Subject: Bush's Medicare Part
Thousands complain about Bush's new prescription
but the White House calls its Part D disaster
Medicare is on President Bush's agenda today as
he heads to upstate New York.
He'll be at a senior center near Rochester. The
visit comes as thousands of Medicare recipients have had
trouble with the administration's new prescription
drug plan. But the White House is calling its Part D disaster
a success, perhaps because it was written to
help big pharmaceutical companies instead of hard-working
people who need prescription drugs to live.
Thousands of people across the country are paying
a price at the pharmacy for this corruption.
They're getting over-charged and facing outrageous
delays, if they're getting their prescriptions at all.
The president's plan is costly, complicated and
Specifically, the president's Part D disaster:
Medicare from negotiating with drug companies to get lower prices for seniors,
coverage to millions of seniors who will still pay monthly premiums this
big insurance companies to take drugs off their coverage list during the
patients are locked in and can't
change their plans.
The Republican prescription drug plan "will cost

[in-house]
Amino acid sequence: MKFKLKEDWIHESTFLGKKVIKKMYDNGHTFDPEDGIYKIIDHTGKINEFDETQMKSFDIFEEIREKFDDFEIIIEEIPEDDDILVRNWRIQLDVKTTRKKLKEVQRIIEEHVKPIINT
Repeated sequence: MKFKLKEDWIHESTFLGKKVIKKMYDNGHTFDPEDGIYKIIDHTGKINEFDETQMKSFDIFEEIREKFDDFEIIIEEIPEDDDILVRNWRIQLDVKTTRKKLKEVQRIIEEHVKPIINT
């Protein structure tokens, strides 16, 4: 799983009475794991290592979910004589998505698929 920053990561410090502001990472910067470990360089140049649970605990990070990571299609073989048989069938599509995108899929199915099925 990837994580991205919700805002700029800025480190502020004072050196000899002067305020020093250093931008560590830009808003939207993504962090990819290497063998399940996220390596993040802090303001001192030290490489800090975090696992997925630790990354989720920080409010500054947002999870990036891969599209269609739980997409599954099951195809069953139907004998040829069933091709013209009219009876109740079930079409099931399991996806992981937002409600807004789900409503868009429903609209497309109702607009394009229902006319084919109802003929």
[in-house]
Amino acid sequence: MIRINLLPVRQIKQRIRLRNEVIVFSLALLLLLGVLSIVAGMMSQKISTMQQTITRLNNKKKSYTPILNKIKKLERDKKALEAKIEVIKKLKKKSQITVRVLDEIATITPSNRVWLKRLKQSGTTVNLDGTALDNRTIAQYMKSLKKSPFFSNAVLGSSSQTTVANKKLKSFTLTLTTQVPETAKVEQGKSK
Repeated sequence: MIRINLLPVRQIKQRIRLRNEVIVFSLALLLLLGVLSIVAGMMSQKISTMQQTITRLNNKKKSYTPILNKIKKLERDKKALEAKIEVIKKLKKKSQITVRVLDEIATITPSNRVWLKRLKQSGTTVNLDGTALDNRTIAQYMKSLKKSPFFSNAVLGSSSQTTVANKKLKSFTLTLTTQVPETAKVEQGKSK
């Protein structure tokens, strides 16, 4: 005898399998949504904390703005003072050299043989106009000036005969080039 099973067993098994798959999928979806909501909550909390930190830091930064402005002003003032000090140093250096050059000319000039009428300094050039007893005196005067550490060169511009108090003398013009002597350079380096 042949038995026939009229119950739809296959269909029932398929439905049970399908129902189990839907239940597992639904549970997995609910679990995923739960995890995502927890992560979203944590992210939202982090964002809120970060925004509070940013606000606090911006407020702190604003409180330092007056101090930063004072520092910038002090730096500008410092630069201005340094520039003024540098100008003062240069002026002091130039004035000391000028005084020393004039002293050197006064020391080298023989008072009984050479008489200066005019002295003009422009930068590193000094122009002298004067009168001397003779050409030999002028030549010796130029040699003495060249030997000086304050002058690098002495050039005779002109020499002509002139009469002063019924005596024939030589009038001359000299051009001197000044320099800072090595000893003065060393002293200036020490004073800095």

New York taxpayers $52.7 billion over the next ten years"
and "deliberately includes waste and inefficiency,"
according to a new report released today by the Campaign
for America's Future. (The report is available
The simplest way to reduce the cost of prescription
drugs would've been to require Medicare to negotiate
lower prices from drug companies like the Veteran's
Adminstration does for veterans and by allowing seniors
to choose their drug plan directly from Medicare,
instead of from a private insurance company.
A separate report released by the Campaign for
America's Future last month shows that specific provisions
of the Medicare prescription drug program inserted
at the request of pharmaceutical and HMO interests will
cost taxpayers and seniors more than $80 billion
a year. The study connects the programís escalating costs
and complexity to the influence exerted by lobbyists
for health insurance, health services and pharmaceutical
companies in drafting the bill. According to
the report, industry campaign contributions totaled $96 million
from 2000 to 2004, and industry profits will
swell by 500 to 600 percent as the new legislation goes into effect.
Campaign for Americaís Future